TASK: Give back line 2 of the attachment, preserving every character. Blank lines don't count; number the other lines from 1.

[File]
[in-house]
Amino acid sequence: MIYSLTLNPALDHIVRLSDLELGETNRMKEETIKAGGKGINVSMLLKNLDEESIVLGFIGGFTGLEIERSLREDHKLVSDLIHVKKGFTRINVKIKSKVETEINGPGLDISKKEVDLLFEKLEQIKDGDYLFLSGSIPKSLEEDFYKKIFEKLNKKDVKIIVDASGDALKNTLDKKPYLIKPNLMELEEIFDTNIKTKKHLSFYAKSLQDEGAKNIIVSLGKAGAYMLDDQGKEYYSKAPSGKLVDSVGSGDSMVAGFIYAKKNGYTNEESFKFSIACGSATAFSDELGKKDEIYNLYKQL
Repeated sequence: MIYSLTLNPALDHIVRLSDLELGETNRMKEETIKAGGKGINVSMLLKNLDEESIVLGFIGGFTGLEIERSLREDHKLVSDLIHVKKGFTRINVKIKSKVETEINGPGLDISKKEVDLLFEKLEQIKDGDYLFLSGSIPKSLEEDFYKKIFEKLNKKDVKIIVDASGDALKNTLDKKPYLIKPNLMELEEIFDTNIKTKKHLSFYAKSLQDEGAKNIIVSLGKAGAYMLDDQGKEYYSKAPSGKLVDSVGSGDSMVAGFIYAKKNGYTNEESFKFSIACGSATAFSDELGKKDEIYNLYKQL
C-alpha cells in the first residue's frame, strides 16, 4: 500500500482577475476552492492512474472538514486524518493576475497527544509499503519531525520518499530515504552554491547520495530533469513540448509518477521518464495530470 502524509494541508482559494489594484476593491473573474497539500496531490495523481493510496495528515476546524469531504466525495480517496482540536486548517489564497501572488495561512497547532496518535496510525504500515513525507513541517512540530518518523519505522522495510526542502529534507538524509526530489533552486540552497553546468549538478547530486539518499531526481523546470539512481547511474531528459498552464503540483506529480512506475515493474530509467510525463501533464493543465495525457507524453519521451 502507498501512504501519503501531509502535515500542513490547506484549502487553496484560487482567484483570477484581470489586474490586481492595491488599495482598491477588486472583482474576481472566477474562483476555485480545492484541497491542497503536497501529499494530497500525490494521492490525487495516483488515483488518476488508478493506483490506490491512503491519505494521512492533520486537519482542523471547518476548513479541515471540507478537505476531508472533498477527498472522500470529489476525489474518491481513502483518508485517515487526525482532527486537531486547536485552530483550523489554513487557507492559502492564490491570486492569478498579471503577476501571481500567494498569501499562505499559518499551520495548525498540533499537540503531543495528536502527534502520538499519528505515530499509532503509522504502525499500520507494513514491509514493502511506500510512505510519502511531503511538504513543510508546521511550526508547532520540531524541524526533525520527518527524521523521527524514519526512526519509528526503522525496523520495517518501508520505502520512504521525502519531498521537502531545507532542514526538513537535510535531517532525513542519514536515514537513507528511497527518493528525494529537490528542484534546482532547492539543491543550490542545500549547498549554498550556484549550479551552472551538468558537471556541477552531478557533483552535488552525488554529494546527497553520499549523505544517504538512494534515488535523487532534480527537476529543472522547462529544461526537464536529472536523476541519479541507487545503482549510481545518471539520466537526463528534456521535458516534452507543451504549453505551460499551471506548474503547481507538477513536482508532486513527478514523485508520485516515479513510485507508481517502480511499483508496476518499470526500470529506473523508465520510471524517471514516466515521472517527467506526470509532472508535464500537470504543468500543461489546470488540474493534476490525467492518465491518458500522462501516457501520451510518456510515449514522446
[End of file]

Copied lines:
Amino acid sequence: MIYSLTLNPALDHIVRLSDLELGETNRMKEETIKAGGKGINVSMLLKNLDEESIVLGFIGGFTGLEIERSLREDHKLVSDLIHVKKGFTRINVKIKSKVETEINGPGLDISKKEVDLLFEKLEQIKDGDYLFLSGSIPKSLEEDFYKKIFEKLNKKDVKIIVDASGDALKNTLDKKPYLIKPNLMELEEIFDTNIKTKKHLSFYAKSLQDEGAKNIIVSLGKAGAYMLDDQGKEYYSKAPSGKLVDSVGSGDSMVAGFIYAKKNGYTNEESFKFSIACGSATAFSDELGKKDEIYNLYKQL